In addition, citizens and permanent residents of the United States who travel outside of the U.S. to work in a host country office or elsewhere in that country should also be aware that their laptops, mobile phones, and other electronic devices, that they bring with them, are subject to U.S. Export Controls.

For additional details, go to Learn about Legal and Regulatory Compliance.

University Network ID (UNI)

A UNI is created and designated by CUIT and consists of the user's initials plus an arbitrary number. It is the key to accessing computer services and electronic resources at Columbia. It is used to gain full or partial access to CU resources including restricted library information on the web, human resources and benefits information, student grades, billing, and registration information, as well as to administrative systems. 

Faculty, Staff, and Students of Columbia University

Faculty, staff, and students of Columbia University are eligible for a UNI and email service. Eligibility is determined based on data provided about users by an authoritative source; for most people, this source is Student Information Systems (students) or Human Resources PAC (employees). If questions arise about your eligibility, users may be asked to pursue them with your University department or the office providing their data. 

Staff of Related Entities

Staff of Related Entities may be eligible for accounts depending on agreements between these entities and Columbia. UNIs are assigned to specific individuals to access specific administrative computer systems maintained by CUIT. These IDs are to be used solely for the performance of assigned job functions. Local administrators of these entities should work through their respective University unit with CUIT for determining UNI eligibility and activation based on Columbia’s Acceptable Usage of Information Resources Policy.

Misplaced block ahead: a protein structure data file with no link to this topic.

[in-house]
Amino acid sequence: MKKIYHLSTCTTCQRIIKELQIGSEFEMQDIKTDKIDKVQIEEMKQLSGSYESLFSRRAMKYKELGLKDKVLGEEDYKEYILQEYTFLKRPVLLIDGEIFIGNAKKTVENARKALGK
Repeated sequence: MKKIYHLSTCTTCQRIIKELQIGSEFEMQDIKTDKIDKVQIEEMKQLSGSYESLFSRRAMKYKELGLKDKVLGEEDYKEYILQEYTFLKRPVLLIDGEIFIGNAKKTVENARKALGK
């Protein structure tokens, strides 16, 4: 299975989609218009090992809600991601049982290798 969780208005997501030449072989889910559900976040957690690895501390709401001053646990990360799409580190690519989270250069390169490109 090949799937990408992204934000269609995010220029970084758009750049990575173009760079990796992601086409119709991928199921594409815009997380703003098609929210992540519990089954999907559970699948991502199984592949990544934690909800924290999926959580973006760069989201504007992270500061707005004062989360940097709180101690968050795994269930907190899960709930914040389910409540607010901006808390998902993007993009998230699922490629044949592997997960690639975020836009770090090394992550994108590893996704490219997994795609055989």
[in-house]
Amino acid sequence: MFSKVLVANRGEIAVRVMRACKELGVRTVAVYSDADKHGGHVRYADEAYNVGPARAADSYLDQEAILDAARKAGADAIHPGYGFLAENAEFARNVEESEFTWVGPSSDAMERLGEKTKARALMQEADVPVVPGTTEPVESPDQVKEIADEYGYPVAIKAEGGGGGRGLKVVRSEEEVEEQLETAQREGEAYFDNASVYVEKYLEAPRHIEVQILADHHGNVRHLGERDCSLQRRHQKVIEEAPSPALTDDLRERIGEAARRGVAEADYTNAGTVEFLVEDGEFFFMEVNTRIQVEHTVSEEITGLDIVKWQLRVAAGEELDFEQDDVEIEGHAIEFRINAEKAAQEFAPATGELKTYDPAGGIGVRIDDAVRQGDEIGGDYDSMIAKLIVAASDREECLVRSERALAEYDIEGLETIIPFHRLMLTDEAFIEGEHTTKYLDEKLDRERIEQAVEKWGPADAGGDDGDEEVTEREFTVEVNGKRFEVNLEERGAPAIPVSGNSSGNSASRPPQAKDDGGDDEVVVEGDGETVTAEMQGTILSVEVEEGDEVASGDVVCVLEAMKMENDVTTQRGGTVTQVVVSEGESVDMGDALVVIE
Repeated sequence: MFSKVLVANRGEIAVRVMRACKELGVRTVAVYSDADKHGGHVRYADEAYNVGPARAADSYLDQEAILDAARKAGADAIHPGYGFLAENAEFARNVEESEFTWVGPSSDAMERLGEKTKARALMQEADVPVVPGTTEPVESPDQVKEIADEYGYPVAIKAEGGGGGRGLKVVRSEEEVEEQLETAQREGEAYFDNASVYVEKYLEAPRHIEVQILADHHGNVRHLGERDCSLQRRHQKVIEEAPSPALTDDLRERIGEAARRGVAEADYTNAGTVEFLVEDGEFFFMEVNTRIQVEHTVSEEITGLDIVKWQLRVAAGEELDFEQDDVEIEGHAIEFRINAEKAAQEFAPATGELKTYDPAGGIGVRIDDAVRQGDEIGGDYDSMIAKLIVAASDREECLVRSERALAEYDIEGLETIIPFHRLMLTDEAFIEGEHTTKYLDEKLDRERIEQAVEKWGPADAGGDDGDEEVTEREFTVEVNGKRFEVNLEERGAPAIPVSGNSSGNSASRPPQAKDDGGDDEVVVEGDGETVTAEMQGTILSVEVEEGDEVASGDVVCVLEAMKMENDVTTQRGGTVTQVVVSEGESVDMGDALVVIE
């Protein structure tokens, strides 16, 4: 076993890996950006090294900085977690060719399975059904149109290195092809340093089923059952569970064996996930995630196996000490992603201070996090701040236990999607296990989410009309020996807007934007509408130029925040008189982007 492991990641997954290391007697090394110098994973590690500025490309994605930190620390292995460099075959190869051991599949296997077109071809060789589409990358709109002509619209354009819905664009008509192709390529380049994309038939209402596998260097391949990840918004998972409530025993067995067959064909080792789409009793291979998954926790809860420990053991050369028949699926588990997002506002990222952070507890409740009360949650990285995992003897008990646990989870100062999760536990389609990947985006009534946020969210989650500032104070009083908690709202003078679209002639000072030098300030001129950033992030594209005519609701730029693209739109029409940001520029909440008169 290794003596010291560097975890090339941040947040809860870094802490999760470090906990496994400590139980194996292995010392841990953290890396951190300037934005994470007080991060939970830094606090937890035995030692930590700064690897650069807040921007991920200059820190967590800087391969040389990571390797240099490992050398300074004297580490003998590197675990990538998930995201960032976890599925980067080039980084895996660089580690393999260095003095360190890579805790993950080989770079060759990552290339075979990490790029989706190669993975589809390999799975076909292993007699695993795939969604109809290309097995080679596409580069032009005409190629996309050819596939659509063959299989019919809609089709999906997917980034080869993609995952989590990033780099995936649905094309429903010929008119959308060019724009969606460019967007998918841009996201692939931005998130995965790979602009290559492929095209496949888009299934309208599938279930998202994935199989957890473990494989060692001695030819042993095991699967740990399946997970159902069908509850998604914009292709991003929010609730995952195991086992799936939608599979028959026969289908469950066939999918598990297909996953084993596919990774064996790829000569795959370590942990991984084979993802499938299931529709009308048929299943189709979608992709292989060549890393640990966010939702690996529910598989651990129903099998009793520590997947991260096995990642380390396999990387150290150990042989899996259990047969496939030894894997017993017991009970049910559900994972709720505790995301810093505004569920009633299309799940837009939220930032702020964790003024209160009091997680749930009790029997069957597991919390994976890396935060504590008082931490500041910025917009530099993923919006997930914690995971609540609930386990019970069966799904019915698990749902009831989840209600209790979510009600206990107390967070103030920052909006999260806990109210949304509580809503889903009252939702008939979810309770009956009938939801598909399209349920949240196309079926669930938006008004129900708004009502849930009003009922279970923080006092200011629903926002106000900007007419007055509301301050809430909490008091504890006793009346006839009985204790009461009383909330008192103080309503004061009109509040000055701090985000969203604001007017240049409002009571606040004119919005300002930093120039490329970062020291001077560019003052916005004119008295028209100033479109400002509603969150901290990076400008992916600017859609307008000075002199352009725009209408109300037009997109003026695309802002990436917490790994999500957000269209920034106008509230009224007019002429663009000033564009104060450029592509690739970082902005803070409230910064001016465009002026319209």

Domain Accounts (formerly referred to as a "NetID"

A Domain Account is required for access to Columbia’s computer network and domain. This includes access to shared drives, which are considered an open forum, and secure individual storage located on a university server drive. Staff who would like access should request a domain account directly from their University department’s IT Manager. The IT Manager will assist the staff member in obtaining the domain account and also provide him/her with instructions on the proper use of the computer network and domain. 

Exchange Email Accounts

Faculty, Staff, and Students of Columbia University